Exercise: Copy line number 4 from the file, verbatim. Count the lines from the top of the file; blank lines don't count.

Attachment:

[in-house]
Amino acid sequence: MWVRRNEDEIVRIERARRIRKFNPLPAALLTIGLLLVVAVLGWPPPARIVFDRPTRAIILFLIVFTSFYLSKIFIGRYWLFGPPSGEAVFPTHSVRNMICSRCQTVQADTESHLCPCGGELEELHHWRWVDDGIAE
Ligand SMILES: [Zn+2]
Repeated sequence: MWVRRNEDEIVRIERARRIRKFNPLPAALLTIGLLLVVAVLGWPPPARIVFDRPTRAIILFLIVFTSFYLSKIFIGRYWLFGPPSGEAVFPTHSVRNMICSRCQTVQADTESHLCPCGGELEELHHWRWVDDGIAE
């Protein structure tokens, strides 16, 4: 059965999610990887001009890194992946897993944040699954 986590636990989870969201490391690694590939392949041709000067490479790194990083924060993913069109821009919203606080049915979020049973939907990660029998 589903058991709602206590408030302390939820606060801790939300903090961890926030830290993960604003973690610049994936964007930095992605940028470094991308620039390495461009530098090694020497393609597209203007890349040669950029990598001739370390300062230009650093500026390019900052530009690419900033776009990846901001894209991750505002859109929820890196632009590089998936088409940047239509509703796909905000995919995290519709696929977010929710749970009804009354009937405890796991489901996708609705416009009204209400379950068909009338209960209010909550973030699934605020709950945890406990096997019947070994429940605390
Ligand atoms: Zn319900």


Repeated sequence: MWVRRNEDEIVRIERARRIRKFNPLPAALLTIGLLLVVAVLGWPPPARIVFDRPTRAIILFLIVFTSFYLSKIFIGRYWLFGPPSGEAVFPTHSVRNMICSRCQTVQADTESHLCPCGGELEELHHWRWVDDGIAE